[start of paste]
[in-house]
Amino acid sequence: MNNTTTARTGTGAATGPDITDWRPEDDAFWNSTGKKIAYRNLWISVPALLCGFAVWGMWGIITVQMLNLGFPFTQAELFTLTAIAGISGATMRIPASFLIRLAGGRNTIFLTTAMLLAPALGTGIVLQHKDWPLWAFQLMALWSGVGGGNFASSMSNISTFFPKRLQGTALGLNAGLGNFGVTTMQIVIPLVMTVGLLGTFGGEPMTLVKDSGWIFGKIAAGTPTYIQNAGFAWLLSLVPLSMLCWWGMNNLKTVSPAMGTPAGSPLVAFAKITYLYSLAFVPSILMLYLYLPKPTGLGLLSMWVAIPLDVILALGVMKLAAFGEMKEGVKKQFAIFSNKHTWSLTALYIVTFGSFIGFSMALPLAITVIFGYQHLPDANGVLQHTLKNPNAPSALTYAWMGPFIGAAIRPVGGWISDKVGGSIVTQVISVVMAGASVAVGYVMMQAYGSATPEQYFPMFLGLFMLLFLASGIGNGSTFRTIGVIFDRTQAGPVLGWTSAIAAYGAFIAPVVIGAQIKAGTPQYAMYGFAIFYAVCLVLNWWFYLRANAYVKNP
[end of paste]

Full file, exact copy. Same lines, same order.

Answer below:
[in-house]
Amino acid sequence: MNNTTTARTGTGAATGPDITDWRPEDDAFWNSTGKKIAYRNLWISVPALLCGFAVWGMWGIITVQMLNLGFPFTQAELFTLTAIAGISGATMRIPASFLIRLAGGRNTIFLTTAMLLAPALGTGIVLQHKDWPLWAFQLMALWSGVGGGNFASSMSNISTFFPKRLQGTALGLNAGLGNFGVTTMQIVIPLVMTVGLLGTFGGEPMTLVKDSGWIFGKIAAGTPTYIQNAGFAWLLSLVPLSMLCWWGMNNLKTVSPAMGTPAGSPLVAFAKITYLYSLAFVPSILMLYLYLPKPTGLGLLSMWVAIPLDVILALGVMKLAAFGEMKEGVKKQFAIFSNKHTWSLTALYIVTFGSFIGFSMALPLAITVIFGYQHLPDANGVLQHTLKNPNAPSALTYAWMGPFIGAAIRPVGGWISDKVGGSIVTQVISVVMAGASVAVGYVMMQAYGSATPEQYFPMFLGLFMLLFLASGIGNGSTFRTIGVIFDRTQAGPVLGWTSAIAAYGAFIAPVVIGAQIKAGTPQYAMYGFAIFYAVCLVLNWWFYLRANAYVKNP